Behind the scenes: Troubles ahead for Trump's NAFTA replacement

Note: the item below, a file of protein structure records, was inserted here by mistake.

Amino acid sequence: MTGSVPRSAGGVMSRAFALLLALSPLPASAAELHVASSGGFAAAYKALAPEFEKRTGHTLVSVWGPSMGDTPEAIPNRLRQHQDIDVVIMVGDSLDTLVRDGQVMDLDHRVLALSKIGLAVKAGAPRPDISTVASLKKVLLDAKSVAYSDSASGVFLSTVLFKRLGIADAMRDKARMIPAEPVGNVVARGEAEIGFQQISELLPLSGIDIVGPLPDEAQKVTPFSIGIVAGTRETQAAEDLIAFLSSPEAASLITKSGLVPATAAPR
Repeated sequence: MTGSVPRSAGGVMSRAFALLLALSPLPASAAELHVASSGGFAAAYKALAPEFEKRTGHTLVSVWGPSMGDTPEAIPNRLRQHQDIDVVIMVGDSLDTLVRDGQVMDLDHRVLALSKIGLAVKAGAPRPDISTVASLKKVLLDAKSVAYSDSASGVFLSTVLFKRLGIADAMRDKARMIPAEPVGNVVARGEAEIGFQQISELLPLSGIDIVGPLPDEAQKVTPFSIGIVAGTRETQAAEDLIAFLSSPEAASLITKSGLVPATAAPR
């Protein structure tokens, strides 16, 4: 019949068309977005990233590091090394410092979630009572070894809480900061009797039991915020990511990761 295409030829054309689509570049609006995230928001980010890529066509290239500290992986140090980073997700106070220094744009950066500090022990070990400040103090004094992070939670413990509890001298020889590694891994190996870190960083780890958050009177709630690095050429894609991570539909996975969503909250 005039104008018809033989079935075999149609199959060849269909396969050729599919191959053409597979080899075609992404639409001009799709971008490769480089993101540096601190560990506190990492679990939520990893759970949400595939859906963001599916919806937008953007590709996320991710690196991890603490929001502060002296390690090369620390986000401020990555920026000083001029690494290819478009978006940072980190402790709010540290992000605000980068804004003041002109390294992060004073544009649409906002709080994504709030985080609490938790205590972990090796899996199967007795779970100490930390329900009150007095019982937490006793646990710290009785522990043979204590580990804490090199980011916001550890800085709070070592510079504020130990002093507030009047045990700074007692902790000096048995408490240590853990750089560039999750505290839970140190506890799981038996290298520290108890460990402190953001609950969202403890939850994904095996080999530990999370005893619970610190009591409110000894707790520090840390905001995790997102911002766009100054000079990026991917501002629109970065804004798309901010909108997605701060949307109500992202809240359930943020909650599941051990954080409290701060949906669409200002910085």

About 10 days ago, a deputy to Trump's top trade negotiator gave a shockingly optimistic forecast on the political fate of the U.S.-Mexico-Canada Agreement (USMCA) — the president’s renegotiated NAFTA deal. To the bemusement of two sources on the call, C.J. Mahoney, Robert Lighthizer’s deputy, said he figured the USMCA could get through Congress with huge bipartisan support by the end of April. Between the lines: Nobody we’ve spoken to on Capitol Hill thinks Mahoney's prediction is remotely possible. The two sources on the call called his comments "naïve," saying they betrayed only a tenuous grasp of the USMCA’s troubled politics. Other sources who've spoken privately to Mahoney say he was doing "happy talk" on the call to keep things positive and instill a sense of urgency, and that he actually does understand the difficulties ahead. The White House has also begun ramping up its congressional outreach — indicating they see trouble ahead. Why it matters: Regardless of Lighthizer and Mahoney’s true convictions, the USMCA — Trump's most urgent legislative priority besides government funding — has a tough row to hoe. Influential House Democrats say they won't even negotiate with the White House until Trump stops threatening to withdraw from NAFTA and lifts his tariffs on Canada's and Mexico’s steel and aluminum. Meanwhile, Republicans oppose important parts of USMCA, including its weakening of the NAFTA provision that lets foreign companies sue governments for mistreatment. What we're hearing: While the White House woos moderate Hill Democrats, they are sending up emergency flares. Wisconsin Democrat Rep. Ron Kind, a member of the trade subcommittee on Ways and Means, is one of those Democrats. Kind told me he gives Lighthizer credit for "doing a lot more outreach." But he added that, like many of his colleagues, he won’t back the trade deal until Trump lifts those steel and aluminum tariffs. Retaliation for these tariffs is hurting Badger State farmers and manufacturers, he said. Trump, meanwhile, seems totally unwilling to budge on that point. "Time is of the essence," Kind said. "The later this drags into '19, or if it slips to '20, the presidential campaign is going to overwhelm things and make things so much more difficult to move forward." The bottom line: Nancy Pelosi is the most important person here. She'll decide when the USMCA comes to the House floor. And while she's indicated she's open to Trump's trade deal, Republicans anticipate she'll use her leverage over Trump to extract something substantial (and possibly unpalatable).